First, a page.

• G.R. No. 179512 - Eagle Star Security Services, Inc. v. Bonifacio L. Mirando.

  • G.R. No. 179546 - Coca-Cola Bottlers Phils, Inc. v. Alan M. Agito, Regolo S. Oca III, et al.

  • G.R. No. 179653 - United Muslim and Christian Urban Poor Association, Inc., etc. v. BRYC-V Development Corporation, etc., et al.

  • G.R. No. 179674 - Pyro Coppermining Corporation v. Mines Adjudication Board-Department of Environment and Natural Resources, et al.

  • G.R. No. 179807 - Ramy Gallego v. Bayer Philippines, Inc., et al.

  • G.R. No. 179937 - The People of the Philippines v. Gerald Librea y Camitan

  • G.R. No. 180043 - Commissioner of Internal Revenue v. Philippine Airline, Inc. (PAL)

  • G.R. No. 180055 and G.R. No. 183055 - Franklin M. Drilon, et al. v. Hon. Jose de Venecia, Jr., et al.

  • G.R. No. 180066 - Commissioner of Internal Revenue v. Philippine Airlines, Inc.

  • G.R. No. 180458 - Development Bank of the Philippines v. Family Foods Manufacturing Co. Ltd. and Spouses Juliano and Catalina Centeno

  • G.R. No. 180465 - Eric Dela Cruz and Paul M. Lacuata v. Coca-Cola Bottlers Phils.

  • G.R. No. 180528 - Civil Service Commission v. Nelia O. Tahanlangit

  • G.R. No. 180568 - Lydia Montebon a.k.a. Jingle Montebon v. The Honorable Court of Appeals, et al.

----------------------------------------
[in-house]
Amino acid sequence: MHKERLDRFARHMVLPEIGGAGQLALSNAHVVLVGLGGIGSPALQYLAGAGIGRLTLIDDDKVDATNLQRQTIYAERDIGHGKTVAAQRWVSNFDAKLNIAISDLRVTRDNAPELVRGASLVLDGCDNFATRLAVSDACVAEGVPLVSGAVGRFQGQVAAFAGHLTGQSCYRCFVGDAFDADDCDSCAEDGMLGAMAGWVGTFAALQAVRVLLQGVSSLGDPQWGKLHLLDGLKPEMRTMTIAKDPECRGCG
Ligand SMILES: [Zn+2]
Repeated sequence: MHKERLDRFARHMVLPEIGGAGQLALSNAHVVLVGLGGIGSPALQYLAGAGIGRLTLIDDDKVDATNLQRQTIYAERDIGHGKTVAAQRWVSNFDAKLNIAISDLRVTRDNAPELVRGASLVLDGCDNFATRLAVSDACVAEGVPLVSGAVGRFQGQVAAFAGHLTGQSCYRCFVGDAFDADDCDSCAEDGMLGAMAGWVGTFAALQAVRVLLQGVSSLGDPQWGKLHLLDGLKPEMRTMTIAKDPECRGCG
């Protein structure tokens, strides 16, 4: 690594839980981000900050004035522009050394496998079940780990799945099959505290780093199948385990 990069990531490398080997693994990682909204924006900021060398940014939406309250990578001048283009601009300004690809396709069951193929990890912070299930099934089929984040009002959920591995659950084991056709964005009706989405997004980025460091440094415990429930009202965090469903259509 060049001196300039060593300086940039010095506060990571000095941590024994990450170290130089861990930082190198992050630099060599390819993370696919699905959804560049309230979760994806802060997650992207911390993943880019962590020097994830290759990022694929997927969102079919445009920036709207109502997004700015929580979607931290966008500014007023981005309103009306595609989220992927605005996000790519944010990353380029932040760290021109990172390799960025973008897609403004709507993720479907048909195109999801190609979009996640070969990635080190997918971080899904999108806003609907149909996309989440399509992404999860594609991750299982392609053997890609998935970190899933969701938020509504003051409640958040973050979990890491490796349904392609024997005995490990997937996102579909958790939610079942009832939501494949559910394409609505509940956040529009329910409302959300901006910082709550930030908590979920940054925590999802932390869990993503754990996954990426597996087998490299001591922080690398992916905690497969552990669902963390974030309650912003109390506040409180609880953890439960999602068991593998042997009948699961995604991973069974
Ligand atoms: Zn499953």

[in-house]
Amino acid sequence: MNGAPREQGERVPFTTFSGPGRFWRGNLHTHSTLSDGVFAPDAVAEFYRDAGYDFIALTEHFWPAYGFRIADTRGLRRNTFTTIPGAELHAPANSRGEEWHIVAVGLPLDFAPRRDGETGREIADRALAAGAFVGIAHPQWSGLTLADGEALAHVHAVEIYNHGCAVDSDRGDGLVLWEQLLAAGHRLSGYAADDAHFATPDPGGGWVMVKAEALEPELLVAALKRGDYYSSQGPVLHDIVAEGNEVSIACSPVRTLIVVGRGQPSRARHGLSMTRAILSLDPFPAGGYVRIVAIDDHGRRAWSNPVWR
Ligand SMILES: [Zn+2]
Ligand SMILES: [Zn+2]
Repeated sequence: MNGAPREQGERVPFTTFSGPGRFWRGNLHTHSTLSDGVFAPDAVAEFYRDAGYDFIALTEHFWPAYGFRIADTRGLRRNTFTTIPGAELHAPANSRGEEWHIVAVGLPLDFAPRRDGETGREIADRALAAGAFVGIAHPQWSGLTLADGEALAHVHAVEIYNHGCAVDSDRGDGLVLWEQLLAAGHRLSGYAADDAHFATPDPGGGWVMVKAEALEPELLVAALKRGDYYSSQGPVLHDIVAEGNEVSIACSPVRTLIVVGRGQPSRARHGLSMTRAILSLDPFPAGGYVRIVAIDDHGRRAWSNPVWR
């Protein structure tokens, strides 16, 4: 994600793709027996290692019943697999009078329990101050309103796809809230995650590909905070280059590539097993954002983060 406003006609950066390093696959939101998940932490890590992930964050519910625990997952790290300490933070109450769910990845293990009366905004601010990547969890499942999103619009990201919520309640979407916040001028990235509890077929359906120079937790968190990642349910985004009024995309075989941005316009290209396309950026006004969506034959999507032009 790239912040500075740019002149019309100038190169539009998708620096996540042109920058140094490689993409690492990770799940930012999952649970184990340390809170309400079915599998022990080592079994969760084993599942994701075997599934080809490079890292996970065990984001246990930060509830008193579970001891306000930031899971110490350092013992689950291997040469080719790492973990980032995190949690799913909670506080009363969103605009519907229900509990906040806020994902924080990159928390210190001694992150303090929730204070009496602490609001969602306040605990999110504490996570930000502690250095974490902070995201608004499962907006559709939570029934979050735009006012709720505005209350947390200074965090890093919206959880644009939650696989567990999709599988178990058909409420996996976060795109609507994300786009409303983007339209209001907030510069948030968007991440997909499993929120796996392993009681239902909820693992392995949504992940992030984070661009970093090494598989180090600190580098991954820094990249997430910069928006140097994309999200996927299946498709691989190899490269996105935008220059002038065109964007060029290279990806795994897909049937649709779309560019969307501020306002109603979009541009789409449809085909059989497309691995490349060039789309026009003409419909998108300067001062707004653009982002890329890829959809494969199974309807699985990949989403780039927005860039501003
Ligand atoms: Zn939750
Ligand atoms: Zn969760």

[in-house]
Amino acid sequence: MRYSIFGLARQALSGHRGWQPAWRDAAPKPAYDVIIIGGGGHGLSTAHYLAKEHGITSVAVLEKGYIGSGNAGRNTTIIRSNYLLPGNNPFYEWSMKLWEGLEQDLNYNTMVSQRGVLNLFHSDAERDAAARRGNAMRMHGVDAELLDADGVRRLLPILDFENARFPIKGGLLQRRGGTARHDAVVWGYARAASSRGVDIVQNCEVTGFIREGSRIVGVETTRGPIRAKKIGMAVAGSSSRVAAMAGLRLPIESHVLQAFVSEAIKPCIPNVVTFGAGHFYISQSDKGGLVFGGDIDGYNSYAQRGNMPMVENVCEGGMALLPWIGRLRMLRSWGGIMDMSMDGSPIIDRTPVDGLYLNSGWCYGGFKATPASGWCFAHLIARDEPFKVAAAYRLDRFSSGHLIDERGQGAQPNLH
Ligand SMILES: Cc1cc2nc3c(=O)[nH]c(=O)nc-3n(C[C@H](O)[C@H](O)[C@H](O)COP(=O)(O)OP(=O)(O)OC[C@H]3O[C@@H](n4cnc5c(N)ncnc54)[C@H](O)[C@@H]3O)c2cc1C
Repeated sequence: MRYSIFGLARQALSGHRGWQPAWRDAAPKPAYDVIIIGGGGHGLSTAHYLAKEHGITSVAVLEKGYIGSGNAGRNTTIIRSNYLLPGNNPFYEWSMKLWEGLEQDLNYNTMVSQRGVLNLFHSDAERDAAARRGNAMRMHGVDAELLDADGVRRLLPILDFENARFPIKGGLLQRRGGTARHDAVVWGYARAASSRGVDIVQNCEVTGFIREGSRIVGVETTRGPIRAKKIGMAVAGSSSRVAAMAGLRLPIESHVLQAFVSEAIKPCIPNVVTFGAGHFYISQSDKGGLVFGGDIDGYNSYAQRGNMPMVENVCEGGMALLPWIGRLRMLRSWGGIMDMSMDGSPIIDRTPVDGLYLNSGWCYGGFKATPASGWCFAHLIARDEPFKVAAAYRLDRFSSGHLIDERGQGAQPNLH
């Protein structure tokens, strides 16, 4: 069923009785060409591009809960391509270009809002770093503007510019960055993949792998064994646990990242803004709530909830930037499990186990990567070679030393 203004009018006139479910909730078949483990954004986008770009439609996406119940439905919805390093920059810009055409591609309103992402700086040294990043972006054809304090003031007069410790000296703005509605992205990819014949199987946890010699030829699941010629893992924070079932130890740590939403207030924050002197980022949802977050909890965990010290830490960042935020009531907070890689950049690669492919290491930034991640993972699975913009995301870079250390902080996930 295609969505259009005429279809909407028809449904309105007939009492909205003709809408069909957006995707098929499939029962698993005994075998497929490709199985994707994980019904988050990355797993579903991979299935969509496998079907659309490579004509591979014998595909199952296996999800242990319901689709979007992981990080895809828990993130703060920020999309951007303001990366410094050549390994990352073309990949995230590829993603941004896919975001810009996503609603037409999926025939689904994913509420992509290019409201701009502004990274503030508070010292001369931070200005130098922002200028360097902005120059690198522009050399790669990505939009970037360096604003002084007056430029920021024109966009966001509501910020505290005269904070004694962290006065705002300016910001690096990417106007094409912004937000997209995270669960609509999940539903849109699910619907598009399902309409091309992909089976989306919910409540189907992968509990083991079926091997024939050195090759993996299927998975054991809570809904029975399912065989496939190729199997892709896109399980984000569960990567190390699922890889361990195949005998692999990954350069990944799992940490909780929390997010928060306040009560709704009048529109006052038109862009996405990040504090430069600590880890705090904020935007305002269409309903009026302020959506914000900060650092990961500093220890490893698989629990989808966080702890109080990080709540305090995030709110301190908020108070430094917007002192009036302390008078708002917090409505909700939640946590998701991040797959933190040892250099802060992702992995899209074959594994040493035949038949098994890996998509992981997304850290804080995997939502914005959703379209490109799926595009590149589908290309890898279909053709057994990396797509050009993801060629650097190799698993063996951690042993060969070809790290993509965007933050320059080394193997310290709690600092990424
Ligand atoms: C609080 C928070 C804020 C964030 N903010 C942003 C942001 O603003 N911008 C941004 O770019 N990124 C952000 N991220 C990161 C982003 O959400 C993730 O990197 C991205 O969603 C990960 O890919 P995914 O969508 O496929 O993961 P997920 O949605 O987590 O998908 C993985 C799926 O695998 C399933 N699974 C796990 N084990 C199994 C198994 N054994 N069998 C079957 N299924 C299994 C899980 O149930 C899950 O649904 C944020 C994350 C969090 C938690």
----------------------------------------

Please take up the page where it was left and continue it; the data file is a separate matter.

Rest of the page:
• G.R. No. 180675 - Virgilio Bote v. San Pedro Cineplex Properties Corporation

  • G.R. No. 181235 - Banco De Oro-EPCI, Inc. v. John Tansipek

  • G.R. No. 181393 - Grandteq Industrial Steel Products, Inc. and Abelardo M. Gonzales v. Edna Margallo

  • G.R. No. 181478 - Eddie T. Panlilio v. Commission on Elections and Lilia G. Pineda

  • G.R. No. 181531 - National Union of Workers in Hotels Restaurant and Allied Industries-Manila Pavilion Hotel Chapter v. Secretary of Labor and Employment, et al.

  • G.R. No. 182420 - People of the Philippines v. Elsie Barba

  • G.R .No. 182454 - People of the Philippines v. Felix Wasit

  • G.R. No. 182485 - Sps. Henry O and Pacita Cheng v. Sps. Jose Javier and Claudia Dailisan

  • G.R. No. 182567 - Guillermo M. Telmo v. Luciano M. Bustamante

  • G.R. No. 182687 - People of the Philippines v. Warlito Martinez

  • G.R. No. 182941 - Roberto Sierra y Caneda v. People of the Philippines

  • G.R. No. 183105 - Erna Casals, et al. v. Tayud Golf and Country Club, et al..

  • G.R. No. 183819 - People of the Philippines v. Arsenio Cortez y Macalindong a.k.a. "Archie"

  • G.R. No. 184586 - Rafael Flauta, Jr., et al. v. Commission on Elections, et al.

  • G.R. No. 184801 - Jonas Taguiam v. Commission on Election, et al.

  • G.R. No. 184948 - Cong. Glenn A. Chong, Mr. Charles Chong, and Mr. Romeo Arribe v. Hon. Philip L. Dela Cruz, et al.

  • G.R. No. 185035 - Government Service Insurance System v. Salvador A. De Castro

  • G.R. No. 185063 - Sps. Lita De Leon, et al. v. Anita B. De Leon, et al.

  • G.R. No. 185095 - Maria Susan L. Ra ola, et al. v. Spouses Fernando & Ma. Concepcion M. Ra ola

  • G.R. No. 185220 - Laguna Metts Corporation v. Court of Appeals, Aries C. Caalam and Geraldine Esguerra

  • G.R. No. 185389 - People of the Philippines v. Benjie Resurrection

  • G.R. No. 185401 - Henry "June" Due as, Jr. v. House of Representatives Electoral Tribunal and Angelito "Jett" P. Reyes

  • G.R. NO. 186007 and G.R. No. 186016 - Salvador Divinagracia, Jr. v. Commission on Elections and Alex A. Centena

  • G.R. No. 187152 - People of the Philippines v. Teodulo Villanueva, Jr.

  • UDK-14071 - Martin Gibbs Fletcher v. The Director of Bureau of Corrections or his representative